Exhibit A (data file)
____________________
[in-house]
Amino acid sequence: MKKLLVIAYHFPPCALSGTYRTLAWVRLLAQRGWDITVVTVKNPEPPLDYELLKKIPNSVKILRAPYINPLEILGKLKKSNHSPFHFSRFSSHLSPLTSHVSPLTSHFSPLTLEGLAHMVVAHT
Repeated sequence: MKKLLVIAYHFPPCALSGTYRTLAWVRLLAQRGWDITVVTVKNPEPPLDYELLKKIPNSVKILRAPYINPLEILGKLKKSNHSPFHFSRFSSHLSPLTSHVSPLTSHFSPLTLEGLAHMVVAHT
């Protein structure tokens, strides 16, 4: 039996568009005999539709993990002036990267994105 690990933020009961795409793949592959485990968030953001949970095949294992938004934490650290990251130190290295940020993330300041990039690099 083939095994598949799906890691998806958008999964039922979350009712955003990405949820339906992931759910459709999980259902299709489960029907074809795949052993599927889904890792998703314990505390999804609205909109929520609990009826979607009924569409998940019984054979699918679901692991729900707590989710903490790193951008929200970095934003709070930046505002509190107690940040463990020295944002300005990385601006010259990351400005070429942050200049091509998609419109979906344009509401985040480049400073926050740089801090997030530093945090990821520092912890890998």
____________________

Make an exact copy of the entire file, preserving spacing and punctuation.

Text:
[in-house]
Amino acid sequence: MKKLLVIAYHFPPCALSGTYRTLAWVRLLAQRGWDITVVTVKNPEPPLDYELLKKIPNSVKILRAPYINPLEILGKLKKSNHSPFHFSRFSSHLSPLTSHVSPLTSHFSPLTLEGLAHMVVAHT
Repeated sequence: MKKLLVIAYHFPPCALSGTYRTLAWVRLLAQRGWDITVVTVKNPEPPLDYELLKKIPNSVKILRAPYINPLEILGKLKKSNHSPFHFSRFSSHLSPLTSHVSPLTSHFSPLTLEGLAHMVVAHT
């Protein structure tokens, strides 16, 4: 039996568009005999539709993990002036990267994105 690990933020009961795409793949592959485990968030953001949970095949294992938004934490650290990251130190290295940020993330300041990039690099 083939095994598949799906890691998806958008999964039922979350009712955003990405949820339906992931759910459709999980259902299709489960029907074809795949052993599927889904890792998703314990505390999804609205909109929520609990009826979607009924569409998940019984054979699918679901692991729900707590989710903490790193951008929200970095934003709070930046505002509190107690940040463990020295944002300005990385601006010259990351400005070429942050200049091509998609419109979906344009509401985040480049400073926050740089801090997030530093945090990821520092912890890998």